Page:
You could say that there is a charity for everybody. But… if you take a look a the list I mention above, and then google their specialist causes, you’ll find that for each one of them there are several charities doing pretty much the same thing or something similar. And that’s where things might get interesting. With increased competition for a dwindling pool of donors, will some of the weaker ones end up failing, as businesses would in the commercial world?

Talking about weaker charities failing , the last thing the charity sector needed was the collapse of Kids Company. It’s failure has revealed a sever lack of transparancy, accountability and professional management by some charities, adding another blow to donor confidence. It turns out that nearly a third of charities accounts filed with the Charity Commission are of ‘unacceptable quality’. With a tightening up of accounts requirements, this will probably mean Kids Company wont be the last failed charity we’ll be hearing about.

Not that there is a lack of other challenges to add to the list of challenges. Local government funding cuts could be a ‘silent killer’ for some small charities and leave them unable to compete with national organisations (though I’ll argue that people do like to support local causes). And then there are proposals to tighten up the definition of a charity shop, as well as new laws to tackle terrorism funding via charities, all of which is pretty confusing stuff, and confusing donors as to which charities are actually trustworthy and which aren’t. The result: a holding back on donations.

I could go on sounding a few more alarm bells. But there comes a point where it’s good to do a bit of a reality check.

Yes, “there may be trouble ahead…”, as the lyrics go, but we should also remember that the song goes on to say “let’s face the music and dance“.

Looking forward, I believe that all is possible. There are plenty of challenges ahead, but the best strategy is to face up to them. The focus will need to be on ‘upping the game’, to think smarter, and work on more integrated communications. This is the moment to make a big shift in how charities operate. Not-for-profits really need to start operating and thinking like businesses in the commercial world. Now surely is the time to rethink the sector’s communication strategy, and to invest in better marketing and donor recruitment.

Are you ready to face the music and dance?

If you would like to have a no-obligation talk about your organisation’s fundraising communications, you should give us a call on 0797 6012 820.

Why are you not upsetting more people?

This is a great TED talk by Seth Godin, who argues the Internet has ended mass marketing and revived a human social unit from the distant past: tribes. Founded on shared ideas and values, tribes give ordinary people the power to lead and make big change. He urges us to do so. It’s all about ‘upsetting’ people.

Seth defines why we need to talk to Tribes. More interestingly, he points out that if you try and talk to everybody, all you do is produce bland communications. To get noticed better these days, you first need to grab people’s attention. You need to ‘upset’ people. Because if you’re not upsetting anyone, you’re not changing the status quo. What do you think? Disrupt or conform?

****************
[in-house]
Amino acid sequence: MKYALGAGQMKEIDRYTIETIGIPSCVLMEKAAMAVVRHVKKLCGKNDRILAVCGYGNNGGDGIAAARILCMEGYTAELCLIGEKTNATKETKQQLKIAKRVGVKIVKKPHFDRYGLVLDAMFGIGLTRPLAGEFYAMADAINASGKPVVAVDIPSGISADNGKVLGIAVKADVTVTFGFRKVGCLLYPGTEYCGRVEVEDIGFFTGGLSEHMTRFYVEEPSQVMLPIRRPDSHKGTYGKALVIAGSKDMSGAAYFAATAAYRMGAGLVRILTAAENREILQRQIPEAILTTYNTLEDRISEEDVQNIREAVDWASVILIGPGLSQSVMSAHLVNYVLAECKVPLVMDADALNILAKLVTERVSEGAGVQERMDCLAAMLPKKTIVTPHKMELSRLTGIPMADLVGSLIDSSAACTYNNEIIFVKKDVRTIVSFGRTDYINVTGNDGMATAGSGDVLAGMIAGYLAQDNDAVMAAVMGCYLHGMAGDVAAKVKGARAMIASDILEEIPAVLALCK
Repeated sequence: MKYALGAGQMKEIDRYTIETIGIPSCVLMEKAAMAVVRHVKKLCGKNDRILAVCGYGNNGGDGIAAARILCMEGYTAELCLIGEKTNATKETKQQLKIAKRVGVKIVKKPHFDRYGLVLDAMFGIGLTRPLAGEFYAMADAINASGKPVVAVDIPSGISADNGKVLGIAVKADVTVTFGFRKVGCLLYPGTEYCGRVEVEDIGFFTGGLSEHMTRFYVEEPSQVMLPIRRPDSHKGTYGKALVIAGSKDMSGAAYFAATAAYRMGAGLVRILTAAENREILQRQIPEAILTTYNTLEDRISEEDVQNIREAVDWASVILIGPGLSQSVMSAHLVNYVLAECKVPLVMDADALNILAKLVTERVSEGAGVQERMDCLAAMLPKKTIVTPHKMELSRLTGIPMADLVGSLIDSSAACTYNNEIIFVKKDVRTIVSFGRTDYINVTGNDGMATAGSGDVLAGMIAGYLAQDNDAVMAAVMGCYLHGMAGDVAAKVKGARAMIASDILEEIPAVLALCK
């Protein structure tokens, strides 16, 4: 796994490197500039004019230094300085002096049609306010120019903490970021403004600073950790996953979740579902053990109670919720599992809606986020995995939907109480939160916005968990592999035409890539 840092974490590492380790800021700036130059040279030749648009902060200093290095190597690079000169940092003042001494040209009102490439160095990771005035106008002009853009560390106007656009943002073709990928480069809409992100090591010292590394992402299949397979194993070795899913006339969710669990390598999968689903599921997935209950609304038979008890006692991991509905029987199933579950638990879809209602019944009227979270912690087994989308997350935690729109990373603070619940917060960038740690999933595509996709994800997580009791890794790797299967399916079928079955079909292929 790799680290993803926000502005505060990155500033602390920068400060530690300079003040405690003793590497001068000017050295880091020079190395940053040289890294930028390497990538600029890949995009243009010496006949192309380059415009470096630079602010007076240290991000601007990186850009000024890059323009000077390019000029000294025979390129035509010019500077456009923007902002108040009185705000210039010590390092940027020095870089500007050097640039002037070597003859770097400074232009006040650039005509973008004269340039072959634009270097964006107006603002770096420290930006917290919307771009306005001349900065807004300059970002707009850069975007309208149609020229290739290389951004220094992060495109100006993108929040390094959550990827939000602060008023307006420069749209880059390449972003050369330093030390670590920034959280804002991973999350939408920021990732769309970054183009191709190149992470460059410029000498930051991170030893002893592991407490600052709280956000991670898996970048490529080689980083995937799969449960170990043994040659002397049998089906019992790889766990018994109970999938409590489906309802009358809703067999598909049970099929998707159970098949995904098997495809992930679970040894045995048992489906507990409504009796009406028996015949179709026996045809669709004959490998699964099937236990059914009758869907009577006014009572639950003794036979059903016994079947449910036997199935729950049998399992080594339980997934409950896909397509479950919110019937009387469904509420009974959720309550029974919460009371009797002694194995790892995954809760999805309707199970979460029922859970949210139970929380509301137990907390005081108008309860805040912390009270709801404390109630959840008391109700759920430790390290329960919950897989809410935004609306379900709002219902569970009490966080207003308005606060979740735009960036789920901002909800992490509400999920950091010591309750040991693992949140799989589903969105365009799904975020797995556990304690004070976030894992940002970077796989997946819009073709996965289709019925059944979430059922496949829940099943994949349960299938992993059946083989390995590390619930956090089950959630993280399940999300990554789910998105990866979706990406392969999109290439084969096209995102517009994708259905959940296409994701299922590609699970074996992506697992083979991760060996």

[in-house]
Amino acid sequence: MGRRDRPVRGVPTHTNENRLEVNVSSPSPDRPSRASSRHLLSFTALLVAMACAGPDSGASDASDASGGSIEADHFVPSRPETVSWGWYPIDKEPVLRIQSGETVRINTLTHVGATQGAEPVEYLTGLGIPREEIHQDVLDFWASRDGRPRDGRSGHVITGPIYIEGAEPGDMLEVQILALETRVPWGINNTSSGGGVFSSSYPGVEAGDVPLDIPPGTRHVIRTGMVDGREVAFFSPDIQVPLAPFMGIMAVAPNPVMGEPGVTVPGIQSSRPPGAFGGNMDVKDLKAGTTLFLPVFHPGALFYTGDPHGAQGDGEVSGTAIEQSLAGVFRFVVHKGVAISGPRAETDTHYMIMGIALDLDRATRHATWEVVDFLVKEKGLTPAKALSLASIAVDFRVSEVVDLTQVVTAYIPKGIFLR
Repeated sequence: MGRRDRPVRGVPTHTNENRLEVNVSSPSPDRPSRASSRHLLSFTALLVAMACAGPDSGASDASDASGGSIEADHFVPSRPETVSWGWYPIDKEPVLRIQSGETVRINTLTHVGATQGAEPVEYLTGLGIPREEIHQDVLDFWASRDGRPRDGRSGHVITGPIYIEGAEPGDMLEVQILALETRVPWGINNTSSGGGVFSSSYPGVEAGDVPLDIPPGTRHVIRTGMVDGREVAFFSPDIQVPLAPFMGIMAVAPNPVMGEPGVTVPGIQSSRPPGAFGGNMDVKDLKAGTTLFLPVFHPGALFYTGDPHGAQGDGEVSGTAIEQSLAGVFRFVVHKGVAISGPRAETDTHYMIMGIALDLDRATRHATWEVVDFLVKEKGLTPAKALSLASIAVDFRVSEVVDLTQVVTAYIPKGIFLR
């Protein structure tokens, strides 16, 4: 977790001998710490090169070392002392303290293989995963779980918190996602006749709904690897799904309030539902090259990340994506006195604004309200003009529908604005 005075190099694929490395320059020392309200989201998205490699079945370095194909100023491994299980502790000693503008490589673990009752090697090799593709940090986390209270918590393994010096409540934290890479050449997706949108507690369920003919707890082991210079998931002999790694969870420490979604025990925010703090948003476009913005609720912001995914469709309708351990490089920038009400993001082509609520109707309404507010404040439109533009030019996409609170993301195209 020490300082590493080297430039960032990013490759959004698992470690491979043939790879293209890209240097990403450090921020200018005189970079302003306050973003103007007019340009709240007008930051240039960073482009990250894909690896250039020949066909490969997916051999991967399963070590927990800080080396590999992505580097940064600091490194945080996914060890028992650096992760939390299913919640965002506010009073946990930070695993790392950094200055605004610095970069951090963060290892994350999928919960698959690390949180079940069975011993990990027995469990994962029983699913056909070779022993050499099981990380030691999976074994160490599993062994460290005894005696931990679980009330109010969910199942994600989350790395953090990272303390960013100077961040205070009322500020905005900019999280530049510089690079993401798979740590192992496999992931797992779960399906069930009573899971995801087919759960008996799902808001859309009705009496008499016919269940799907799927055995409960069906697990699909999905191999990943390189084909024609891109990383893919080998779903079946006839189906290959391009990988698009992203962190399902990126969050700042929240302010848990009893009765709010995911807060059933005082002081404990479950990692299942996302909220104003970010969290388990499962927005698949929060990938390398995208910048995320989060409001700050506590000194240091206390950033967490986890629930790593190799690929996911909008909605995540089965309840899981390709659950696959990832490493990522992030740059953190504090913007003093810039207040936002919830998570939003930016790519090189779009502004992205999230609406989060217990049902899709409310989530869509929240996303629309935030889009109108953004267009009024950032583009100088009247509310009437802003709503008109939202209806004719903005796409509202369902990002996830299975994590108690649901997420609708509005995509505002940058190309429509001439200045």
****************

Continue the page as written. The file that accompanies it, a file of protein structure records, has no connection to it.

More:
“So three questions I’d offer you.

The first one is, who exactly are you upsetting? Because if you’re not upsetting anyone, you’re not changing the status quo.

The second question is, who are you connecting? Because for a lot of people, that’s what they’re in it for: the connections that are being made, one to the other.

And the third one is, who are you leading? Because focusing on that part of it — not the mechanics of what you’re building, but the who, and the leading part — is where change comes.

You don’t need permission from people to lead them. But in case you do, here it is: they’re waiting, we’re waiting for you to show us where to go next. So here is what leaders have in common.

The first thing is, they challenge the status quo. They challenge what’s currently there. The second thing is, they build a culture. A secret language, a seven-second handshake, a way of knowing that you’re in or out. They have curiosity. Curiosity about people in the tribe, curiosity about outsiders. They’re asking questions. They connect people to one another. Do you know what people want more than anything? They want to be missed. They want to be missed the day they don’t show up. They want to be missed when they’re gone.And tribe leaders can do that. It’s fascinating, because all tribe leaders have charisma, but you don’t need charisma to become a leader. Being a leader gives you charisma. If you look and study the leaders who have succeeded, that’s where charisma comes from — from the leading. Finally, they commit. They commit to the cause. They commit to the tribe. They commit to the people who are there.”

Most interestingly I wonder if this thinking is something that, perhaps unknowingly, Corbyn and his followers are living by. First focusing on the Corbynista tribe, hoping that their ideas will eventually spread, persuading other tribes to follow.

Cover photo credit goes to a wonderful photographer and a project we love: Before They Pass Away